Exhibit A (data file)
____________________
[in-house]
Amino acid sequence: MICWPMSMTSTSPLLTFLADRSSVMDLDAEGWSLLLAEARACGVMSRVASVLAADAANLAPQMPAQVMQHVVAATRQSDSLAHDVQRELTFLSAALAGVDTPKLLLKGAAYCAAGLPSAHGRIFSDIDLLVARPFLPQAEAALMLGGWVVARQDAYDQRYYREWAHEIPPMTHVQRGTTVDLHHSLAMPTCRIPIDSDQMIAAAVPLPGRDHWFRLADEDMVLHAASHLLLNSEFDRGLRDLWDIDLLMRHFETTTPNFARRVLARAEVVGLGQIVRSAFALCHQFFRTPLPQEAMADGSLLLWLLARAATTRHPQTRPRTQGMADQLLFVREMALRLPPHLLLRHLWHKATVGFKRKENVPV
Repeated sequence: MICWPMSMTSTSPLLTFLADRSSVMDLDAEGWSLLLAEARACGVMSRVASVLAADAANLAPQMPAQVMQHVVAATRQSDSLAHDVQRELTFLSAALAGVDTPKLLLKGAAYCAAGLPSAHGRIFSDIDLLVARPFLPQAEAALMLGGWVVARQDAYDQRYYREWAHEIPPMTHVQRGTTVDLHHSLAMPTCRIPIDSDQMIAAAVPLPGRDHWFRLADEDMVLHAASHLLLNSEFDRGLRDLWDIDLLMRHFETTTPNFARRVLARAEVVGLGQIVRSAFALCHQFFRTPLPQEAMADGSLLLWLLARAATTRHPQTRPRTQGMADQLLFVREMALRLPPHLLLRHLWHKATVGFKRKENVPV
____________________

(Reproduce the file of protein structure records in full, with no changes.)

[in-house]
Amino acid sequence: MICWPMSMTSTSPLLTFLADRSSVMDLDAEGWSLLLAEARACGVMSRVASVLAADAANLAPQMPAQVMQHVVAATRQSDSLAHDVQRELTFLSAALAGVDTPKLLLKGAAYCAAGLPSAHGRIFSDIDLLVARPFLPQAEAALMLGGWVVARQDAYDQRYYREWAHEIPPMTHVQRGTTVDLHHSLAMPTCRIPIDSDQMIAAAVPLPGRDHWFRLADEDMVLHAASHLLLNSEFDRGLRDLWDIDLLMRHFETTTPNFARRVLARAEVVGLGQIVRSAFALCHQFFRTPLPQEAMADGSLLLWLLARAATTRHPQTRPRTQGMADQLLFVREMALRLPPHLLLRHLWHKATVGFKRKENVPV
Repeated sequence: MICWPMSMTSTSPLLTFLADRSSVMDLDAEGWSLLLAEARACGVMSRVASVLAADAANLAPQMPAQVMQHVVAATRQSDSLAHDVQRELTFLSAALAGVDTPKLLLKGAAYCAAGLPSAHGRIFSDIDLLVARPFLPQAEAALMLGGWVVARQDAYDQRYYREWAHEIPPMTHVQRGTTVDLHHSLAMPTCRIPIDSDQMIAAAVPLPGRDHWFRLADEDMVLHAASHLLLNSEFDRGLRDLWDIDLLMRHFETTTPNFARRVLARAEVVGLGQIVRSAFALCHQFFRTPLPQEAMADGSLLLWLLARAATTRHPQTRPRTQGMADQLLFVREMALRLPPHLLLRHLWHKATVGFKRKENVPV